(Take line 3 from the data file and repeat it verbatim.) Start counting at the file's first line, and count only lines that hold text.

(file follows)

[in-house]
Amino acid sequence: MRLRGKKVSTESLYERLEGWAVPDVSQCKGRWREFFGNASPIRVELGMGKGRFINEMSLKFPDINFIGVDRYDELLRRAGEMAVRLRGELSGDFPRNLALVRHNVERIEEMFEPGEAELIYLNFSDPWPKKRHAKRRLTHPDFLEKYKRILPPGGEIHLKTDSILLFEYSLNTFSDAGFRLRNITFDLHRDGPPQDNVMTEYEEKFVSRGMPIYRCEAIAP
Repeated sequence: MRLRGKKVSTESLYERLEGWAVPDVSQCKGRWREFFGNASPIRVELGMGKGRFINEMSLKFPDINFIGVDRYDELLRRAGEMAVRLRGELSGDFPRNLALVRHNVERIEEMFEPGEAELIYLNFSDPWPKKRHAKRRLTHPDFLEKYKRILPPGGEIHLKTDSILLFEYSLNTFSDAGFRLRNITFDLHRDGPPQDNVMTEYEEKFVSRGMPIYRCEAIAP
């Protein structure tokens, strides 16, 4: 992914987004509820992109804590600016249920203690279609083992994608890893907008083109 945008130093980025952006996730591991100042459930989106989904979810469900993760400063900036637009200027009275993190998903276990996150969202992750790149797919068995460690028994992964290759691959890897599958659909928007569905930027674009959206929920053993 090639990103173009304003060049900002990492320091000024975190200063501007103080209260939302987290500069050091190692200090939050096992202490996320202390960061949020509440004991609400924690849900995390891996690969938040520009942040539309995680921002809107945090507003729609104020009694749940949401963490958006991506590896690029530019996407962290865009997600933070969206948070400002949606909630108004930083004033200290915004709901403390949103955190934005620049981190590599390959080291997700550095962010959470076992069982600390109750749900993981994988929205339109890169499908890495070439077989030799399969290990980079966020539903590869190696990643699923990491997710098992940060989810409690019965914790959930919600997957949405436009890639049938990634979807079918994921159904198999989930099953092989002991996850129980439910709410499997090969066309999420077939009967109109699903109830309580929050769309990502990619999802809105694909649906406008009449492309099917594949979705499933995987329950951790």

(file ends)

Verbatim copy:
Repeated sequence: MRLRGKKVSTESLYERLEGWAVPDVSQCKGRWREFFGNASPIRVELGMGKGRFINEMSLKFPDINFIGVDRYDELLRRAGEMAVRLRGELSGDFPRNLALVRHNVERIEEMFEPGEAELIYLNFSDPWPKKRHAKRRLTHPDFLEKYKRILPPGGEIHLKTDSILLFEYSLNTFSDAGFRLRNITFDLHRDGPPQDNVMTEYEEKFVSRGMPIYRCEAIAP